MITCHELL: I ask Maldonado about other precincts in his ward.

MITCHELL (on the scene): Businesses that are selling alcohol and doing so responsibly, without a lot of problems out in front, do they have anything to worry about?

MALDONADO: No, they don’t have to worry as long as they are conscious about their own responsibility [to be] a good business neighbor.

MITCHELL: And as long as residents don’t vote the precinct dry. Reporting from Chicago’s West Side, I’m Chip Mitchell.

MOORE: And I’m Natalie Moore at our Side South bureau. The situation was different in a 3rd Ward precinct along East 47th Street. Voters didn’t take aim at all liquor. They had specific targets: Night Train, Wild Irish Rose, Thunderbird — cheap, fortified wines that some residents say attracted low-end elements to the neighborhood. The referendum was nonbinding, nothing more than an opinion poll. Still, the majority voted to ban fortified wines at two stores. No more malt liquor either. But one of the stores took 22-ounce malt liquor off the shelves in July.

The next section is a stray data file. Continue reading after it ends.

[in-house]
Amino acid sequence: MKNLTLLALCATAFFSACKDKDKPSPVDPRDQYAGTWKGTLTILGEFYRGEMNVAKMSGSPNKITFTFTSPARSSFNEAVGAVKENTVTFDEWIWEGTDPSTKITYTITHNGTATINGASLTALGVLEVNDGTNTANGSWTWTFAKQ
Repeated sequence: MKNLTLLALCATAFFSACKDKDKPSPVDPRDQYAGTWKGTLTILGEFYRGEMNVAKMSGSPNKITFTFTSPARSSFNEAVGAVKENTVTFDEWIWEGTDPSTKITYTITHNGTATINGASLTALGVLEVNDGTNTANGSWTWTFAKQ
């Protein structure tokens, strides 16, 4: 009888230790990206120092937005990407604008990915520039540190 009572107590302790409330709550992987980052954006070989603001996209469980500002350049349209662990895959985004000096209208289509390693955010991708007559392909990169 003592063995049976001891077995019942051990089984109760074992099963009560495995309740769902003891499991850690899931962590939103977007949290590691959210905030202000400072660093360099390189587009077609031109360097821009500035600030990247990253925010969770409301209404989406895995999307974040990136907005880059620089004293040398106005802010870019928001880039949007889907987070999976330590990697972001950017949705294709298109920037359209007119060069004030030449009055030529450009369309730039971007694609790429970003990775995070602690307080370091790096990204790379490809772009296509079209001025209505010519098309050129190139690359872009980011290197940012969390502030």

MICHELIS: Took a hit on sales, between $20,000-$25,000 a month, but I gained it from the wines I put in the store.

MOORE: Steve Michelis owns a store called 200 Cut Rate Liquors. Michelis says voters got what they wanted. He says the loitering and begging in front of his place stopped last year. Still, he didn’t mind last month’s referendum.

MICHELIS: I don’t care. I don’t have anything to hide.

MOORE: Maybe another reason Michelis didn’t mind so much was because he was already getting other pressure — from Ald. Pat Dowell (3rd).

DOWELL: You have people who stand outside, they drink it, they throw the can down, they beg for money or they go back in and get some money from somewhere and go back and buy another can.

MOORE: Residents targeted Aristo Food and Liquor on the ballot, too. While residents gathered signatures for the nonbinding referendum, Dowell had her own approach. She’s been working on getting the owners to sign agreements to stop selling the cheap liquor. She’ll then attach them to their liquor licenses with the city. That would make them binding. The owner of Aristo says he plans to comply with Dowell. But the alderman says she’s still waiting to hear back from him. Reporting from the city’s South Side, I’m Natalie Moore.

YOUSEF: And I’m Odette Yousef. Here on the North Side, one alderman and some voters are not on the same page. And, the issue isn’t liquor. It’s land use.

GLAZIER: There’s going to be three large driveways next to each other.

YOUSEF: This is Josh Glazier.

GLAZIER: Two for trucks coming in and out of the project, and one for several hundred cars that are going to remain inside the building.